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Climate Change and the Effects on
Tropical Glaciers
Georg Kaser and Mathias Vuille
John Bauchmoyer
Aircraft Systems Major
MODERN GLACIER RETREAT ON KILIMANJARO AS EVIDENCE OF
CLIMATE CHANGE: OBSERVATIONS AND FACTS
Georg Kaser, Dr.
- University of Innsbruck
- Deputy Head of the Institute of Meteorology and Geophysics Innsbruck
- Phone: +43 512 507 / 54457
LONNIE THOMPSON!!!
Mount Kilimanjaro
Africa’s highest peak
Consists of three single peaks
- Shira (4005 m)
- Mawenzi (5140 m)
- Kibo (5893 m)
- only peak to retain glaciers
- summit collapsed to form a 1.9 km by 2.4 km caldera
Research Methods
Design - Observational
Variables of Interest Measured:
● Marked features i.e. penitentites, cliffs and rounded or sharp
edges
● Vertical cliff heights
● Ice mass thinning/ lateral retreat of ice walls
● Seasonal variations of solar incidence
● Thickness of ice on the summit plateau
● Thickness of permafrost
Kilimanjaro Glaciers
Since 1880, recorded strong recession
Thermal homogenous
- vertical ice walls
- recession not due to sensible heat
Kilimanjaro Glaciers
• Air temperature considered most important factor in glacier retreat
globally, not demonstrated in tropics
• Complex combination of:
• air temperature
• humidity
• precipitation
• cloudiness
• incoming shortwave radiation
Kilimanjaro Glaciers
• Decades preceding 1880
• Lake levels were high
• Extensive mountain glaciation
• 1880 and on
• Lake levels dropped notably
• Glaciers began to recede
• Relatively dry climate
maintained throughout the 20th
century
Kilimanjaro Glaciers
•
Lateral retreat of ice walls implies
occurrence of negative mass
balances
•
Ablation tied to seasonality of solar
radiation
•
Low incidence angles during the dry
season
•
Lack of turbulent air flow along
vertical surfaces
•
Minimizes sublimation
Future of Kilimanjaro
• If condition persists, plateau
glaciers will disappear for the first
time in over 11,000 year
• More research has verified the
concept for mass loss due to
sublimation.
• Need more research on mesoscale
modelling and meteorological
measurements.
Climate change and tropical Andean glaciers:
Past, present and future
Mathias Vuille
- Associate Professor in the Department of Atmospheric and Environmental
Sciences at the University of Albany
- M.S. 1991, University of Bern
- Ph.D. 1995, University of Bern
- Phone: (518) 442-4472
LONNIE THOMPSON!!!
Research Methods
Design - Observational
●
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Variables of Interest Measured:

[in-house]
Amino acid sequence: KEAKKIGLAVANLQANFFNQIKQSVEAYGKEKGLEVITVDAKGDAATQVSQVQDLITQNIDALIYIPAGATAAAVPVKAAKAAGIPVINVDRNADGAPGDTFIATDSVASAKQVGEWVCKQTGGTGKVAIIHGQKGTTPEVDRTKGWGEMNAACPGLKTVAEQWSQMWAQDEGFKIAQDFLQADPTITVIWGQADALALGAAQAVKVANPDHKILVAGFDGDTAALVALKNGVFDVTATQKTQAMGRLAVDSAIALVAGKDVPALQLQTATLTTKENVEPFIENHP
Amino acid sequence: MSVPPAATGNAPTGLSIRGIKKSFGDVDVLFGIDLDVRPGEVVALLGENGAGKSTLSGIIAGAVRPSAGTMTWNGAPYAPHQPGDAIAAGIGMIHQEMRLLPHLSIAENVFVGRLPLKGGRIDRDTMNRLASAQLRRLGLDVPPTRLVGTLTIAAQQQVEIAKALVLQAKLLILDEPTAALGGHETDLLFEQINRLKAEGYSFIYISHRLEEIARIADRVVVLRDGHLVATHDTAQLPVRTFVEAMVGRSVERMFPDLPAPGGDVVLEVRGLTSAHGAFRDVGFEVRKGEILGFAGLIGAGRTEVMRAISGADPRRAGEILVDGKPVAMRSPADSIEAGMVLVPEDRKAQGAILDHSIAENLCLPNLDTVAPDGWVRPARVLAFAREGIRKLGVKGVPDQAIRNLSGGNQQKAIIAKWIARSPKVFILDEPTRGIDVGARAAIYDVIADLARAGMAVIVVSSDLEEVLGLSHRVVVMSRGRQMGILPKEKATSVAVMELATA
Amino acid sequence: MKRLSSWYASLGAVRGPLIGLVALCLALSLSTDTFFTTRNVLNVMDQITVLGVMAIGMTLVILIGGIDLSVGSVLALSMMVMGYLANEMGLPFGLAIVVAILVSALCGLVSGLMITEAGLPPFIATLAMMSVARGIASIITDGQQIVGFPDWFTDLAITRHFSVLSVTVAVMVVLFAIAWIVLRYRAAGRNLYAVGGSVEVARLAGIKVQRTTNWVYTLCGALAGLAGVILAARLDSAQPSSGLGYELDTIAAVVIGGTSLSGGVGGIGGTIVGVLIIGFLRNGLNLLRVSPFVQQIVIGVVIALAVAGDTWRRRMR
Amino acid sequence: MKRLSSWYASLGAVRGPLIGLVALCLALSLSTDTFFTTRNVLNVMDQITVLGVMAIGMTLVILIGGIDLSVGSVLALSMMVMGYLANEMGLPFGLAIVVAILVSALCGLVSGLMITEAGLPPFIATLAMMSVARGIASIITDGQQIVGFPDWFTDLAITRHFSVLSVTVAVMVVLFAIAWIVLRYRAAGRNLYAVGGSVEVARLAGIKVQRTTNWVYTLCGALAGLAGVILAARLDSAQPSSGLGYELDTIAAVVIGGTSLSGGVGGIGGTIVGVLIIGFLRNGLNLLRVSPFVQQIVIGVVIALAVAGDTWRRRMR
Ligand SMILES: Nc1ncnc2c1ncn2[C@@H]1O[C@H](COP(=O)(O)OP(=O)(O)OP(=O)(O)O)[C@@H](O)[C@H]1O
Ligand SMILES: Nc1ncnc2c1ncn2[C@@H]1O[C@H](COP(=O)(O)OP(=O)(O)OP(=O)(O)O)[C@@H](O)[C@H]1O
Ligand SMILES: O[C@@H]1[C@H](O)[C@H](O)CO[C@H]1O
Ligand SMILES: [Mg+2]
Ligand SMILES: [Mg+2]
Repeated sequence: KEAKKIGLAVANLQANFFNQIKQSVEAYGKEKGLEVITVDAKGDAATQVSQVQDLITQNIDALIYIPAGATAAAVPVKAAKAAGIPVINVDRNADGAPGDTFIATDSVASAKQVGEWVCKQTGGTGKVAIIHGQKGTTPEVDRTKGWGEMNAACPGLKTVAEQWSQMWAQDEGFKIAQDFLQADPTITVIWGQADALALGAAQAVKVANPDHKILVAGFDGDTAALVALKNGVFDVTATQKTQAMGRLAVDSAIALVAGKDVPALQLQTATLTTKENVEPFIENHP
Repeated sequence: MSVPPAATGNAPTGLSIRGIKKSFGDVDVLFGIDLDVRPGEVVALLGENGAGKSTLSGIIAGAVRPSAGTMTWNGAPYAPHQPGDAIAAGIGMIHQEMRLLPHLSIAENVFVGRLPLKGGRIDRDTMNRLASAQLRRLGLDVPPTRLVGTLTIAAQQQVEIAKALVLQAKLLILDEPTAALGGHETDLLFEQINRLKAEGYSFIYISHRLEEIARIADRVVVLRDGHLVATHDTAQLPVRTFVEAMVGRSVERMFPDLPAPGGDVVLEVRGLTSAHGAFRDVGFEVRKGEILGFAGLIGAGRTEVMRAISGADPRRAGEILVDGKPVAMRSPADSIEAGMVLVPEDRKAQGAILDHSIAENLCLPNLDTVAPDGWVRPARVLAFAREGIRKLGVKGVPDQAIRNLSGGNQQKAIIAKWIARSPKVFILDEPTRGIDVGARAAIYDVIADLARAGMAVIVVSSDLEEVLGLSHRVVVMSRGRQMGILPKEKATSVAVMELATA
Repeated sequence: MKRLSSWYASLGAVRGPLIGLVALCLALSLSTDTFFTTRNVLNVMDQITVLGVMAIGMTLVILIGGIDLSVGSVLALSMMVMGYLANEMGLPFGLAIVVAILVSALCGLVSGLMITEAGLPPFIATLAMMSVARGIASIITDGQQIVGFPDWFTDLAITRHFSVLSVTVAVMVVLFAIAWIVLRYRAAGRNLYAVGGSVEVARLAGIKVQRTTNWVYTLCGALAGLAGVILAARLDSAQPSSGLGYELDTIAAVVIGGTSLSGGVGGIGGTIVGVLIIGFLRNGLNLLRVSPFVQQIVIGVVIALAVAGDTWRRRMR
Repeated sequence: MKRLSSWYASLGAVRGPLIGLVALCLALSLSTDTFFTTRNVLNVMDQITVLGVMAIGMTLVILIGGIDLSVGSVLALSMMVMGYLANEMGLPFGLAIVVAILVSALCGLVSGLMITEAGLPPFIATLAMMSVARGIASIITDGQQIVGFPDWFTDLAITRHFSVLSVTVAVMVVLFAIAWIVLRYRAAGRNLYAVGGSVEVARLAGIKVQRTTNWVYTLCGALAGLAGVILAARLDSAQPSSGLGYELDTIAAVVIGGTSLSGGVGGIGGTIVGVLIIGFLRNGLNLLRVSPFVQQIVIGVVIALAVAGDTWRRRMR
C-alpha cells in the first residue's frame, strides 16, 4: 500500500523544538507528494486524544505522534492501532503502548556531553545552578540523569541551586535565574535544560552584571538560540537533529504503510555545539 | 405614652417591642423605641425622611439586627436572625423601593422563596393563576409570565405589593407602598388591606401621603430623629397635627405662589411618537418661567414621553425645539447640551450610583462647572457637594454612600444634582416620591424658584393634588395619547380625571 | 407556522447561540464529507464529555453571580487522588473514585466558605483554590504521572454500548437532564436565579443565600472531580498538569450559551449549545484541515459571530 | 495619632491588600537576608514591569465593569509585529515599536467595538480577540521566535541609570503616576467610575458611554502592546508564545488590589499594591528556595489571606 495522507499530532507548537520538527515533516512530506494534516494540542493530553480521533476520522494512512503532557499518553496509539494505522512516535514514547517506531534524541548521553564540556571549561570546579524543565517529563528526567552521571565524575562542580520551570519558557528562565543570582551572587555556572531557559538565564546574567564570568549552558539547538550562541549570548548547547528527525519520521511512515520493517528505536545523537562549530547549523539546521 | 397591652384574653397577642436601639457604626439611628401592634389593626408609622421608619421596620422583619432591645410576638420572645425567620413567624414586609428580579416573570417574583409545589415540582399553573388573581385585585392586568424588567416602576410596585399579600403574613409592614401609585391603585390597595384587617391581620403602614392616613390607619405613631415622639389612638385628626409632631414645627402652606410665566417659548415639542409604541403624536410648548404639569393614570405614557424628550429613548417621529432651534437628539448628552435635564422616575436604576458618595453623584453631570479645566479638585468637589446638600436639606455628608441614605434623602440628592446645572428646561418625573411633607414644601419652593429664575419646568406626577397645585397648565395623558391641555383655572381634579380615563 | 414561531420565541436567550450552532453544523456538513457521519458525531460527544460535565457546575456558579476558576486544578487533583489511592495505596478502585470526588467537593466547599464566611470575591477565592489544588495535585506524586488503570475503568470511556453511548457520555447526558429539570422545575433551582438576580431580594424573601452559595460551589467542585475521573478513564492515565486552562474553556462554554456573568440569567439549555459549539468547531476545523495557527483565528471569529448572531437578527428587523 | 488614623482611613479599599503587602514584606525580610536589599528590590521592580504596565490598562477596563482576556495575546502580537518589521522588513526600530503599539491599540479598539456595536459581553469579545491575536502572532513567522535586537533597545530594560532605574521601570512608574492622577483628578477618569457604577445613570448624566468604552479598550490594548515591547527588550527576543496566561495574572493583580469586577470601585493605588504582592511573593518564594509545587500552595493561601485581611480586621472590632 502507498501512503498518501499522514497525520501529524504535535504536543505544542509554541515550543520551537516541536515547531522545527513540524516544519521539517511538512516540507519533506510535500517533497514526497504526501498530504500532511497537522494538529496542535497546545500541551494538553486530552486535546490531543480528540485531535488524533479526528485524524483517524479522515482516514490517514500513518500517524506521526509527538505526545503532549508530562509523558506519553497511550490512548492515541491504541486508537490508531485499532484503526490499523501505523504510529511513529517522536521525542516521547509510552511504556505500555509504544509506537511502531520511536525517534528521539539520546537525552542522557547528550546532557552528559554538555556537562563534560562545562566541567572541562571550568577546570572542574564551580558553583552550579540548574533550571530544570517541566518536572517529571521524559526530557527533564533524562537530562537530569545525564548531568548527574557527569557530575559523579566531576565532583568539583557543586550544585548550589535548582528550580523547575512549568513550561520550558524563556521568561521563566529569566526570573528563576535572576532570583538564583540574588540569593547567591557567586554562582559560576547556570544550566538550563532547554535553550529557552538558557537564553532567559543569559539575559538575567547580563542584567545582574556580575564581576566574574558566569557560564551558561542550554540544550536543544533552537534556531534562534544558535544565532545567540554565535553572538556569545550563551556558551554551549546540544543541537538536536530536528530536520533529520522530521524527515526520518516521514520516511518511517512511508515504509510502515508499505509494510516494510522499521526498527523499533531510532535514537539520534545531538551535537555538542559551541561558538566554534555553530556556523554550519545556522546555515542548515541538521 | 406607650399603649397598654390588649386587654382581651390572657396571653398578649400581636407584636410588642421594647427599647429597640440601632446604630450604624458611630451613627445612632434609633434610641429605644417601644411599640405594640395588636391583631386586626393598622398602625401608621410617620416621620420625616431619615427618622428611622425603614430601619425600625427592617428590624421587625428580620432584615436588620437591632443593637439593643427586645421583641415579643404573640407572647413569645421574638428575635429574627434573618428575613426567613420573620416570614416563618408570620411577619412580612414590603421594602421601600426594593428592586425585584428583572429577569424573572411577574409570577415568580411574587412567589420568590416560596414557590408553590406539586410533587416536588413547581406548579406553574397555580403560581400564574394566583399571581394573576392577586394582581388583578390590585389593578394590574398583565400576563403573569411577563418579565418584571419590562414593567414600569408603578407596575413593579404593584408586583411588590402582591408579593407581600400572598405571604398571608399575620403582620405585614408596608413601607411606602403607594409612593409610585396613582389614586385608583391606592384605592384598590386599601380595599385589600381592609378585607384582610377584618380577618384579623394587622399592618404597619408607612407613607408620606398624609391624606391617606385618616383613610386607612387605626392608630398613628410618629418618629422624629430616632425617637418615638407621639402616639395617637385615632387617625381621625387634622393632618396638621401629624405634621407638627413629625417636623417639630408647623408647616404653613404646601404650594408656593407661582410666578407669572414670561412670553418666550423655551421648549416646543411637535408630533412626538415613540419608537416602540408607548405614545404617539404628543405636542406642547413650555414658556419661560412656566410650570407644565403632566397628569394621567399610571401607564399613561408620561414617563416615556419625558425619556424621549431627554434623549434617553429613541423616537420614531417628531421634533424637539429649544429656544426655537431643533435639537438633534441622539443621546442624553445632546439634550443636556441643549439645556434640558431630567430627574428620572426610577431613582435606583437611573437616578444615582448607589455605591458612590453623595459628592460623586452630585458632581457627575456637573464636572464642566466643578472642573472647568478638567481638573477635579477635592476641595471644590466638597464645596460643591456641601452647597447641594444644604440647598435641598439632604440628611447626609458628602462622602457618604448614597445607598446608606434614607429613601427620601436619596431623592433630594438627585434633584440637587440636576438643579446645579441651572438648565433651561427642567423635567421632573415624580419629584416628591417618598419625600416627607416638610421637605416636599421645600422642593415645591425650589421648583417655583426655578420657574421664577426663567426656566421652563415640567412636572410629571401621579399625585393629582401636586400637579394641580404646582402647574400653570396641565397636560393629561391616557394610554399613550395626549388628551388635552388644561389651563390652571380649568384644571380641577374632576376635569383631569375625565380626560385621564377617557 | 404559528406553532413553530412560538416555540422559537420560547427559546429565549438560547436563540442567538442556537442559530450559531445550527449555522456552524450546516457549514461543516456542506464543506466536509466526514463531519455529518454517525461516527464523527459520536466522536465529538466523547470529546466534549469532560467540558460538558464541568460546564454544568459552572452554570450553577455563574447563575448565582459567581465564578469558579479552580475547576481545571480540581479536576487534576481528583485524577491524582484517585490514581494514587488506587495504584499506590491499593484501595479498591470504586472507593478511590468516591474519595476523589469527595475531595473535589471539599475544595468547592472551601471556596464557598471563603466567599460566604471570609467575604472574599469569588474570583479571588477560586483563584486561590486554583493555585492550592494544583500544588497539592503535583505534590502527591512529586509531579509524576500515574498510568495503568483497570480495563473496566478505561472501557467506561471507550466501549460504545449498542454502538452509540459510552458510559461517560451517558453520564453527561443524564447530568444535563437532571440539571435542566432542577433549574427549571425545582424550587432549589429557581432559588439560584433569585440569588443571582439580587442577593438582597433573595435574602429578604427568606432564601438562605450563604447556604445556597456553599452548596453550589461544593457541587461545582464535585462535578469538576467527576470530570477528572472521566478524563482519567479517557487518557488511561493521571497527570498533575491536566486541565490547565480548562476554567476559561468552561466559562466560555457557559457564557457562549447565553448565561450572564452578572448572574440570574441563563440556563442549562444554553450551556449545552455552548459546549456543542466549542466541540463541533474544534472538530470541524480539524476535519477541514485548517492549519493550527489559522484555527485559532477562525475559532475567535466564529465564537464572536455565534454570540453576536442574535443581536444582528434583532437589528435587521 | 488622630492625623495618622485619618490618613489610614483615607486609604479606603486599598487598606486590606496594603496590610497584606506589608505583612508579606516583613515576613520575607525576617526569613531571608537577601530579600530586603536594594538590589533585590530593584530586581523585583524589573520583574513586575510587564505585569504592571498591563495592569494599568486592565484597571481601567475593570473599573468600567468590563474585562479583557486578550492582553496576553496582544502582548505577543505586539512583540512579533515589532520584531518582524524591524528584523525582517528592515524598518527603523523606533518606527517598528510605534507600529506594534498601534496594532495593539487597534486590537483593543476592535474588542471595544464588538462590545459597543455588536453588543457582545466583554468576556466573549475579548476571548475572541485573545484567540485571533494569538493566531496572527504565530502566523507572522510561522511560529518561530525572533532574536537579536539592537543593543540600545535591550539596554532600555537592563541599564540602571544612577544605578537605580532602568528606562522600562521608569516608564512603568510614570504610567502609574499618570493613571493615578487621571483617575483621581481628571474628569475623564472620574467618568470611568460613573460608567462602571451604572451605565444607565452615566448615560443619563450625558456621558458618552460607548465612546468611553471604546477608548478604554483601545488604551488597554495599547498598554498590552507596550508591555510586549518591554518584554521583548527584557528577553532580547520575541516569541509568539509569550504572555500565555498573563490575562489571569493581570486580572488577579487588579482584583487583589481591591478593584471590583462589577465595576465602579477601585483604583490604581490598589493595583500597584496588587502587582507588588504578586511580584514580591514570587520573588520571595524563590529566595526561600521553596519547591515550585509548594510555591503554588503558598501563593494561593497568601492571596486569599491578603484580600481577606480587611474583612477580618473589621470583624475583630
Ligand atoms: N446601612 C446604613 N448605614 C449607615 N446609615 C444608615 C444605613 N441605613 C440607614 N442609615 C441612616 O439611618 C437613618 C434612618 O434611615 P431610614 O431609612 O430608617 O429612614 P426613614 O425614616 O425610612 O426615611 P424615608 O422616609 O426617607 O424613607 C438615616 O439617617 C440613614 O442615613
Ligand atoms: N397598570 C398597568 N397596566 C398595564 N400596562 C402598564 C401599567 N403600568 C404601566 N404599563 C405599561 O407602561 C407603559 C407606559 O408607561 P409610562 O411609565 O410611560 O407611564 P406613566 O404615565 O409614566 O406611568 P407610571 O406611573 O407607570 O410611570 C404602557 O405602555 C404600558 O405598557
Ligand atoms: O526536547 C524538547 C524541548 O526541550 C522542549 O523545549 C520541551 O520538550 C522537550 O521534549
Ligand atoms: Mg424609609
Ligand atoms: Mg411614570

Atmospheric humidity - governs sublimation
Precipitation - variability induces feedback on albedo
Cloudiness - controls incoming long-wave radiation
Air temperature
Andean Glaciers
-
99% of tropical glaciers located in the Andes
-
80% of freshwater supply
- changes in water supply, massive effect on the communities
Andean Glaciers
Observed 20th Century Climate Change
- Temperature
- Precipitation
- Humidity
- Cloud Cover
- Atmospheric Circulation
Andean Glaciers
Temperature
- Temperature increase of 0.15 °C/decade (1950-94)
- Regionally increased 0.35-0.39 °C/decade
Precipitation
- 42 stations
- Most indicated a precipitation decrease
- Only 5 showed a significant change
Humidity
- Increase in relative humidity between 1950 and 1995
- Up to 2.5%/decade
- Prominent positive trend in northern Ecuador and southern Columbia
Follows specific humidity trends due to rising temperatures
Andean Glaciers
Cloud Cover
- Outgoing long-wave radiation
- Constantly monitored by polar orbiting satellites since 1974
- High clouds = low OLR values
- Clear skies = high OLR values
- Significantly decreased from 1975
Atmospheric Circulation
- Intensifying of the Hadley circulation
- Weakening of the Walker circulation
- Shift to more El Nino-like state
Tropical Glacier Mass and Energy
Balance
Fundamentally different from mid- and high-latitude glaciers
Lack of pronounced thermal seasonality
- clear differentiation between wet and dry seasons
Mid-latitude Glaciers
- winter accumulation, summer ablation
Tropical Glaciers
- ablation and accumulation can occur at the same time
Tropical Glacier Mass and Energy Balance
El Nino
La Nina
- strongly negative mass balance
- nearly balanced or even positive
- dry and above average
mass balance
temperatures
- wet and below average
- reduced accumulation and lowered
temperatures
albedo
- increased accumulation and
- low wind speeds
albedo
- increase in incoming short-wave
- consistent wind speeds
radiation
- decreased incoming short-wave
- reduced cloud cover
radiation
- increased cloud cover
Impact for People
Given projected future changes in climate
and glacier mass, negative impacts will
likely be felt.
● change in streamflow due to lack of
glacial buffering during the dry season
● availability of drinking water*
● availability of water for hydropower*
(major source of electricity in most
Andean countries)
● availability of water for mining* and
irrigation*
*further aggregated by growing population
and increasing water demands
Greater collaboration and
integration between
agencies.
Should not be limited to
scientists but needs to
include local stakeholders
and decision makers.
Scientists need to provide
information that is not only
scientifically relevant but also
socially applicable.
Opinion on Future Research
AWS’ need to be placed in more diverse locations
Focused studies on the climate change in abnormal topography
More research is needed in general to protect the livelihood of the
communities affected by tropical glaciers
Questions?